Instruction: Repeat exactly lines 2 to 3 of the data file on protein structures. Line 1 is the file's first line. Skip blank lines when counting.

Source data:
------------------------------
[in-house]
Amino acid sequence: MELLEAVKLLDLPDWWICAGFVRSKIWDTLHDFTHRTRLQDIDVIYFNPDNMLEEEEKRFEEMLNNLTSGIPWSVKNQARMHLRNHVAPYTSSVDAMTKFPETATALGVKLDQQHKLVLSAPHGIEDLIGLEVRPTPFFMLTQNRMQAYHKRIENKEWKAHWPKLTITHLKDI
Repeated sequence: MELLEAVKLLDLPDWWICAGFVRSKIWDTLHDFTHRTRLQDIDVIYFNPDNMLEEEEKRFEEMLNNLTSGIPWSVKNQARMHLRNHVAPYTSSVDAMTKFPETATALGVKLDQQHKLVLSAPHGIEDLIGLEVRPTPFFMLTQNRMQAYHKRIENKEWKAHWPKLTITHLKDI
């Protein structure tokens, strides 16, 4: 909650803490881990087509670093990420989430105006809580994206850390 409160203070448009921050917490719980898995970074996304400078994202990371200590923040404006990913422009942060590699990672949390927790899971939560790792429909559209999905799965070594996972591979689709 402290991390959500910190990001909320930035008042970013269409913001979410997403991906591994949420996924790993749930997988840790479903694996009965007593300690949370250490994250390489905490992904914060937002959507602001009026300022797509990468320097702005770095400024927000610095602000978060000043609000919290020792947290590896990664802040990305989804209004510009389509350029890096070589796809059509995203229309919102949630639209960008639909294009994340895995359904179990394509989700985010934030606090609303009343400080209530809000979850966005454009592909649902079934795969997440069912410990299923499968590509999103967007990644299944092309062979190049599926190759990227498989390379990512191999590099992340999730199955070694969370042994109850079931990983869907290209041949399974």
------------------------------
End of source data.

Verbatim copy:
Amino acid sequence: MELLEAVKLLDLPDWWICAGFVRSKIWDTLHDFTHRTRLQDIDVIYFNPDNMLEEEEKRFEEMLNNLTSGIPWSVKNQARMHLRNHVAPYTSSVDAMTKFPETATALGVKLDQQHKLVLSAPHGIEDLIGLEVRPTPFFMLTQNRMQAYHKRIENKEWKAHWPKLTITHLKDI
Repeated sequence: MELLEAVKLLDLPDWWICAGFVRSKIWDTLHDFTHRTRLQDIDVIYFNPDNMLEEEEKRFEEMLNNLTSGIPWSVKNQARMHLRNHVAPYTSSVDAMTKFPETATALGVKLDQQHKLVLSAPHGIEDLIGLEVRPTPFFMLTQNRMQAYHKRIENKEWKAHWPKLTITHLKDI